The Guvermint (they govern, make an absolute mint out of the population in tax) might as well just leave the A and B roads as is and the journey times wouldn’t be much different.

HGV’s seem to account for a large proportion of accidents and delays (I’d estimate 50% based on listening to the traffic announcements and based on a job related statistics are HGV related – either shed loads or crashes from this class of vehicle). Watching them “slipstream” (or, if it was a car, tailgating) by driving a few feet from the truck in front answers the reason why they are often involved in multiple pile ups. They slipstream to save expensive fuel – the truck in front punches a hole in the air, the following truck can take advantage of it and thereby use less fuel to travel at the same speed. Formula one car drivers do the same.

There is hope on the horizon. The M42 has been selected for a trial which involves using the hard shoulder as a running lane during peak demand times, effectively turning it into a four lane motorway. As part of this trial, trucks are forbidden to overtake and if it proves successful, it will be applied to all motorways. Germany has various overtaking laws, the practical effect is that you cannot overtake a vehicle in front unless the difference in speed is so great that the overtake can be executed within a set time – so it is OK to overtake something like a tractor which travels at about 10 to 12 mph but not much else. It should prevent the “I’ll take several minutes to overtake and block the road” attitude of truck drivers.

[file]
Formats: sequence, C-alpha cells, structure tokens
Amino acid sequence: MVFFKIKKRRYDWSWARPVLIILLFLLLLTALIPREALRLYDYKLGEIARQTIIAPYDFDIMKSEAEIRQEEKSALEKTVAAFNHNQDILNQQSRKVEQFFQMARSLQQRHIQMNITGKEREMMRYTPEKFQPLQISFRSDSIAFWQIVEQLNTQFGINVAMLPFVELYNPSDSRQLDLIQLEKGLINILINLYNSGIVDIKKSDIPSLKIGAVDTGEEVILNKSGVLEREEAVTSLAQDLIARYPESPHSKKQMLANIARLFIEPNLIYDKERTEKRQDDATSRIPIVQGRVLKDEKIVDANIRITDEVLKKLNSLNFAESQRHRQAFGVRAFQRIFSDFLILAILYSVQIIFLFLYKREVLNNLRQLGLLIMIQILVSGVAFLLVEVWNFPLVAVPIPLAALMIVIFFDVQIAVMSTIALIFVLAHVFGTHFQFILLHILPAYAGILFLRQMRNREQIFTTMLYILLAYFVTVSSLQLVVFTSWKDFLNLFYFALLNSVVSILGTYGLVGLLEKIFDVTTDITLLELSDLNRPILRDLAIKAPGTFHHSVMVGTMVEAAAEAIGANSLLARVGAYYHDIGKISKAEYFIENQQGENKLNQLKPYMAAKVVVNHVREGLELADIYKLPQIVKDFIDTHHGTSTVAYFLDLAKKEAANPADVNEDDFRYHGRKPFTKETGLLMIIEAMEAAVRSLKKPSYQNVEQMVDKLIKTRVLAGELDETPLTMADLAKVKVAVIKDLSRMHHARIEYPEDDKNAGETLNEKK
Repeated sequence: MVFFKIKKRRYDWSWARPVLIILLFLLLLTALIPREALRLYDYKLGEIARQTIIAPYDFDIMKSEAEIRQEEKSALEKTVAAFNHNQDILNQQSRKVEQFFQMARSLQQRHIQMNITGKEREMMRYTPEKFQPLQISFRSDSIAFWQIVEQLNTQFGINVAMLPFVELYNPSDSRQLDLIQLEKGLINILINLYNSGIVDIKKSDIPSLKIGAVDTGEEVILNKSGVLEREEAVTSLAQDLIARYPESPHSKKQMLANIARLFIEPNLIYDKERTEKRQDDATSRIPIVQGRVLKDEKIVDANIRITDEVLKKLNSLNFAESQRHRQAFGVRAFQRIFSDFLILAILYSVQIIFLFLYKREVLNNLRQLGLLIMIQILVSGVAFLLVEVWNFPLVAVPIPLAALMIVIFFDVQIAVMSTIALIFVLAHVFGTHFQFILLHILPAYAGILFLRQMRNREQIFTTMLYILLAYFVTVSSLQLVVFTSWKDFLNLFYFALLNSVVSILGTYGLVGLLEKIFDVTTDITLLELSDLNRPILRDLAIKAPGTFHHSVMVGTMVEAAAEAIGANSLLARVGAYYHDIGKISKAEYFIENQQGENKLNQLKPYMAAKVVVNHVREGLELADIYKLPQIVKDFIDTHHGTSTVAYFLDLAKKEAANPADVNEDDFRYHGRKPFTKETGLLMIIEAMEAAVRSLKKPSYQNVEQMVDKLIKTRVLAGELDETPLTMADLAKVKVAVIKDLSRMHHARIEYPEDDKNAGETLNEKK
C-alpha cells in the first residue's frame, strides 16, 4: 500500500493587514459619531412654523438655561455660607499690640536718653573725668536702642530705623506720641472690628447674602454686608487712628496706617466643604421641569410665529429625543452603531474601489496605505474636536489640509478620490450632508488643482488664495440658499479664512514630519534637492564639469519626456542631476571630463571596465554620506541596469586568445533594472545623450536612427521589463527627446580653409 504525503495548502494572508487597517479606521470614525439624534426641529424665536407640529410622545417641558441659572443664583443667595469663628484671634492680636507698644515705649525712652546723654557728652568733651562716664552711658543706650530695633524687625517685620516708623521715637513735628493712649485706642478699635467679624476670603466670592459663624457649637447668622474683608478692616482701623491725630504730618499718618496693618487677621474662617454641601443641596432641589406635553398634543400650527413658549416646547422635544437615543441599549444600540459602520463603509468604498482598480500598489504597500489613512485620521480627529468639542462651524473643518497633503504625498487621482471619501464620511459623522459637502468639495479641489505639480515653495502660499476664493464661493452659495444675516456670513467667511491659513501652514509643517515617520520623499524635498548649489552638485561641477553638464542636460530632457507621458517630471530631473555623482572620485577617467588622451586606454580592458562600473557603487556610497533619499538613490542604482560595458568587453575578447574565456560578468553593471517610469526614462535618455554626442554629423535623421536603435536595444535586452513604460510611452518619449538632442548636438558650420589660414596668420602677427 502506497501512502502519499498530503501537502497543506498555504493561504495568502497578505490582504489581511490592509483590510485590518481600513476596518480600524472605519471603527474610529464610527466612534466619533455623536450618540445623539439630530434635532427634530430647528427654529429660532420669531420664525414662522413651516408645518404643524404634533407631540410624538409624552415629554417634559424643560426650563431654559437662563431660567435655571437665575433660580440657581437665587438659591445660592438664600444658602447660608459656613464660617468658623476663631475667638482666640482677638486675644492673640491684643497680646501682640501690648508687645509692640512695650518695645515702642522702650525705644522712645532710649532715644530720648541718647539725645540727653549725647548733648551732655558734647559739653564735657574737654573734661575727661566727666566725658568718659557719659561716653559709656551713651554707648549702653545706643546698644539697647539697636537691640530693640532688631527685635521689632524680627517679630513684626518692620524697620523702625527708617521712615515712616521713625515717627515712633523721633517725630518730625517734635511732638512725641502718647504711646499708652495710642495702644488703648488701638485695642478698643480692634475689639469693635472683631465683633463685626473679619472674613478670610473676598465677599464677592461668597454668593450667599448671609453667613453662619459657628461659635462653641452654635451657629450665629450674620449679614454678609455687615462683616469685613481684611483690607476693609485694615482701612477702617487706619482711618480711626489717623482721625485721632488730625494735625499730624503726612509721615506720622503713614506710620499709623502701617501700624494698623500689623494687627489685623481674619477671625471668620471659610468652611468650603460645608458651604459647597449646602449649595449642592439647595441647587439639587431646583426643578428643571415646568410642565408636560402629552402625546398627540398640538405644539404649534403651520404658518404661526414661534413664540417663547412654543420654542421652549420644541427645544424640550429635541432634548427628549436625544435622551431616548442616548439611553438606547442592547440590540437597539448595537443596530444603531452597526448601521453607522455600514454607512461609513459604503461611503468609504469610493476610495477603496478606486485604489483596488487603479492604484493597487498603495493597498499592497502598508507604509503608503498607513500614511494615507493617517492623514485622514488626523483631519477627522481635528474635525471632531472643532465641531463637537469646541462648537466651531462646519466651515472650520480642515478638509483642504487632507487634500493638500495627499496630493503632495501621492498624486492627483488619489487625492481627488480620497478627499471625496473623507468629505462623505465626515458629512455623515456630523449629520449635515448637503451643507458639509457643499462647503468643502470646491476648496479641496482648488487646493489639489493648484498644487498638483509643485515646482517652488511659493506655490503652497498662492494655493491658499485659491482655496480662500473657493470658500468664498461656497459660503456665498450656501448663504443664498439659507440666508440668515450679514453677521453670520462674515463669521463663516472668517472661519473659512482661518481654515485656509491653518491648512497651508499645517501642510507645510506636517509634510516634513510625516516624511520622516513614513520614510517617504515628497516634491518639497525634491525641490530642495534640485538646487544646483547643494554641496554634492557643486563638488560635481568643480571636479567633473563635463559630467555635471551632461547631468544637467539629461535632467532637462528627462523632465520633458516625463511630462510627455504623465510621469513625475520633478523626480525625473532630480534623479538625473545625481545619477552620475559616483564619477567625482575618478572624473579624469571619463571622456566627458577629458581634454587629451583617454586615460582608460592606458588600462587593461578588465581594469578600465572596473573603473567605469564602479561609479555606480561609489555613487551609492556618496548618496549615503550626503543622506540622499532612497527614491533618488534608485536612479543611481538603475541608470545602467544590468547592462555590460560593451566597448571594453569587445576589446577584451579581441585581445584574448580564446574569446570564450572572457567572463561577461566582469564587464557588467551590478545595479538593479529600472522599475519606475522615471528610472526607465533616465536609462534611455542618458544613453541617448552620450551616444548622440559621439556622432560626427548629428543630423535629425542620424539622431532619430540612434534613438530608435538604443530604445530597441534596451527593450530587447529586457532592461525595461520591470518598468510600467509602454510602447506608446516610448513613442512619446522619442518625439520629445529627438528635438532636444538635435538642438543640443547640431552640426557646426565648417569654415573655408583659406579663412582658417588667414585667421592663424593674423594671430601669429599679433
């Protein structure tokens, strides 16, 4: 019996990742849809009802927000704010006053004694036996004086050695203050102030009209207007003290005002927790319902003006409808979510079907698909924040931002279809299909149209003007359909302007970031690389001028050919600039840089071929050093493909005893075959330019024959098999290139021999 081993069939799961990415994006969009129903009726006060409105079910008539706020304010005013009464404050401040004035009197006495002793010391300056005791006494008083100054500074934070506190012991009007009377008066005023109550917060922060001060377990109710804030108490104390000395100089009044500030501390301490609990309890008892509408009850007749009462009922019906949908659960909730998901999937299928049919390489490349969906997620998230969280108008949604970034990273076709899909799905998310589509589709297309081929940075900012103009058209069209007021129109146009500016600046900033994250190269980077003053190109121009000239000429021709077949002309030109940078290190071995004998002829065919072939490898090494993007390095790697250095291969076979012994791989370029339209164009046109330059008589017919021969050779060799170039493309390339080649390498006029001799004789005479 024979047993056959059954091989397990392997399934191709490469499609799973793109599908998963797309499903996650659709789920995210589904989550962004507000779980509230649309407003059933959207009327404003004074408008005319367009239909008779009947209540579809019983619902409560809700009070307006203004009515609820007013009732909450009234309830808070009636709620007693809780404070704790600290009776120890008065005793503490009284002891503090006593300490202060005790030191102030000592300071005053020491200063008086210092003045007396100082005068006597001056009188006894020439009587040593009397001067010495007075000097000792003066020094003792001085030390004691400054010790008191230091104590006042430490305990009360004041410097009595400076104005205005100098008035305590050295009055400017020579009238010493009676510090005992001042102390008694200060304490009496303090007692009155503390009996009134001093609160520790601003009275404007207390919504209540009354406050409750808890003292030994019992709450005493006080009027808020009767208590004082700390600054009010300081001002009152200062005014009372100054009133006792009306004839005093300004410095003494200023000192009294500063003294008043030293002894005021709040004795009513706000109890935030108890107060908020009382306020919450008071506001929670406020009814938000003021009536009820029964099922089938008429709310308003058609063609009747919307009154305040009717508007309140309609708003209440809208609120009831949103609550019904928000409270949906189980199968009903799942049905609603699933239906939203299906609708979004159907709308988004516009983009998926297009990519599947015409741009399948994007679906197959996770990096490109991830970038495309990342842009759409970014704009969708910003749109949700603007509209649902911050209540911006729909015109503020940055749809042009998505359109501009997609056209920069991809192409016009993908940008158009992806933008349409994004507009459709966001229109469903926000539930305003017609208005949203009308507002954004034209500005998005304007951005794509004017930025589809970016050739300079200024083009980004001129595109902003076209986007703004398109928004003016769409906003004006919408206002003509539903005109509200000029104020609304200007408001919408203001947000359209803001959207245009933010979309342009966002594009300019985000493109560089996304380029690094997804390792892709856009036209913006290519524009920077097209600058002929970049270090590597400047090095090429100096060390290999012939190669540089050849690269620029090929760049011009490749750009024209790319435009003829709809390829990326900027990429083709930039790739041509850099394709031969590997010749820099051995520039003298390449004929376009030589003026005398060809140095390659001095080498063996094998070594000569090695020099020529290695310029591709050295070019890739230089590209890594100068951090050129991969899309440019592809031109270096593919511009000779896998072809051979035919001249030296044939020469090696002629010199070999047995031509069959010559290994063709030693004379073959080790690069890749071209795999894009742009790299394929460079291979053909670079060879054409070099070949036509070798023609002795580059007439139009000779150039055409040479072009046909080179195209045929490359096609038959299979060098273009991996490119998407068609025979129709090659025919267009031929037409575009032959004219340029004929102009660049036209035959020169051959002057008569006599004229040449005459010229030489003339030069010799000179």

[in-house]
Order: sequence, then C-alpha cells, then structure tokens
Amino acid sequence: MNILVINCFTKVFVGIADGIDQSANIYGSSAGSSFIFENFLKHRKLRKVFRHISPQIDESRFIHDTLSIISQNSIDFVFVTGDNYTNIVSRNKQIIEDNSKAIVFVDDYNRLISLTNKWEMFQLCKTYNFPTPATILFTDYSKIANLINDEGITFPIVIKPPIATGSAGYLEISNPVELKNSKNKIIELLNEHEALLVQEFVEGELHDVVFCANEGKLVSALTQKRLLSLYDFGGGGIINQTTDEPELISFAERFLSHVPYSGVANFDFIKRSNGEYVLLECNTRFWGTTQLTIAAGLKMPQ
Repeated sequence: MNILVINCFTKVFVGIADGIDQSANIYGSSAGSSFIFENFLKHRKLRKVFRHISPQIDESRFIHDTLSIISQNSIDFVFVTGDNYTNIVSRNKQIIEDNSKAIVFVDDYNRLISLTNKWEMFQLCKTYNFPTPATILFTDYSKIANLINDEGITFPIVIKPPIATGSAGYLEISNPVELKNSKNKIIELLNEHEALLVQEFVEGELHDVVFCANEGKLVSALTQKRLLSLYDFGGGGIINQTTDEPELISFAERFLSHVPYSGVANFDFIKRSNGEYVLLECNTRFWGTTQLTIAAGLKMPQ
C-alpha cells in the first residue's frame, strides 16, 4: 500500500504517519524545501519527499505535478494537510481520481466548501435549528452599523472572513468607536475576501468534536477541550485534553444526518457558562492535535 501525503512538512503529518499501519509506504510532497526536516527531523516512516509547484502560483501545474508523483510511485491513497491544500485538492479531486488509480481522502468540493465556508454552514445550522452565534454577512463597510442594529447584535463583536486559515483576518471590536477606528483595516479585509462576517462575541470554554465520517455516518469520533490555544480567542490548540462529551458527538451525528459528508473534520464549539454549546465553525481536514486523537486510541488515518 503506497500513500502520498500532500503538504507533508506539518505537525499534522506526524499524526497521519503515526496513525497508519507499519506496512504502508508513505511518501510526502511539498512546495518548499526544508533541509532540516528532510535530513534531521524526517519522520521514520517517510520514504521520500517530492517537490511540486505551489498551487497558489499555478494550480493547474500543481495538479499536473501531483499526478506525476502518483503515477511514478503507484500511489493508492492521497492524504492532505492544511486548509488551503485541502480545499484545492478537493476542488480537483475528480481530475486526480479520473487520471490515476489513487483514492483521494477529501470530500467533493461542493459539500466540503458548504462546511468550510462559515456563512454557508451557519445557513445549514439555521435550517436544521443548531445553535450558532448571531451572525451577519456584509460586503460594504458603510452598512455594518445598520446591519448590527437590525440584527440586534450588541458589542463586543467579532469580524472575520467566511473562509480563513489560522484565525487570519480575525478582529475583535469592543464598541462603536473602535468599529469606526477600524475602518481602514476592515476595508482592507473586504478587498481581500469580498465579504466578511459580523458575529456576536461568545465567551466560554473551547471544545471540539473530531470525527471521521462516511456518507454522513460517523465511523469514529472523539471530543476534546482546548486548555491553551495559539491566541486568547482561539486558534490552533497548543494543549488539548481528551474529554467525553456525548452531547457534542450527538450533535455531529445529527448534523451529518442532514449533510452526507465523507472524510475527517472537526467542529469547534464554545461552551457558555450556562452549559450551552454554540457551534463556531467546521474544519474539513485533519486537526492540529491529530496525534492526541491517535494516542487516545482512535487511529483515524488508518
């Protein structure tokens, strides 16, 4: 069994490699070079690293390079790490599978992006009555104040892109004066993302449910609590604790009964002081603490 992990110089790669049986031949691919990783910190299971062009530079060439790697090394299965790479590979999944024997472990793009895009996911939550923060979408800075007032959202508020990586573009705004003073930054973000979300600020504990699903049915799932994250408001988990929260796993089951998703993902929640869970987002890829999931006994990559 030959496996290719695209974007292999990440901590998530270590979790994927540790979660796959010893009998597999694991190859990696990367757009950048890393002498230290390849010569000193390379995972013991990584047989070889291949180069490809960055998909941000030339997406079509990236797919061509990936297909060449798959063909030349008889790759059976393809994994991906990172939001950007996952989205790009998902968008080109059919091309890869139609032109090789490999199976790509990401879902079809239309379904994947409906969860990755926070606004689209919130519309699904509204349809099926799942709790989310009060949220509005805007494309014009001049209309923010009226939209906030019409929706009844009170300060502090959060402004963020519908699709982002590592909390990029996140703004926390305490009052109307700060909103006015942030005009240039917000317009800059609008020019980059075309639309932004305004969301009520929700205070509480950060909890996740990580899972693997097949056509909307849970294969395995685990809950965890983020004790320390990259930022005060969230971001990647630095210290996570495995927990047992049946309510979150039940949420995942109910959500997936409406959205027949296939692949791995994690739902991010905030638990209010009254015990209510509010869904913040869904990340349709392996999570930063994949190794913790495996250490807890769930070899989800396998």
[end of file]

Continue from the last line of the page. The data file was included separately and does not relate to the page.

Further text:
I was travelling back on Friday (always a bad day and especially so just before a bank holiday weekend) and was travelling at the dizzy speed of about 20 MPH in the outside (i.e. the fastest lane) of the motorway due to the congestion and a double solid wall of HGV’s in the inside two lanes when I passed a child’s small pedal car against the crash barrier in the central reserve. It looked a little forlorn, the bright red plastic of the body and the little yellow steering wheel and windscreen and the white wheels gradually becoming coated in grime and fading in the sun.

I wondered how it had got there. Had someone taken it up the motorway as a joke, had to pedal furiously to keep up with the traffic flow and become exhausted ? Had they lost control (hard plastic wheels not having the same degree of grip as the more usual tyres) and skidded into the crash barrier? Had it been stolen and abandoned by some heartless TWOCer?

I was surprised that the police hadn’t closed the motorway for at least 6 hours to recover it and designate the area as a crime scene for forensic purposes.

1 Comments:

Blogger Blog World said...

Faith is spiritualized imagination.
Henry Ward Beecher- Posters.

8:22 p.m.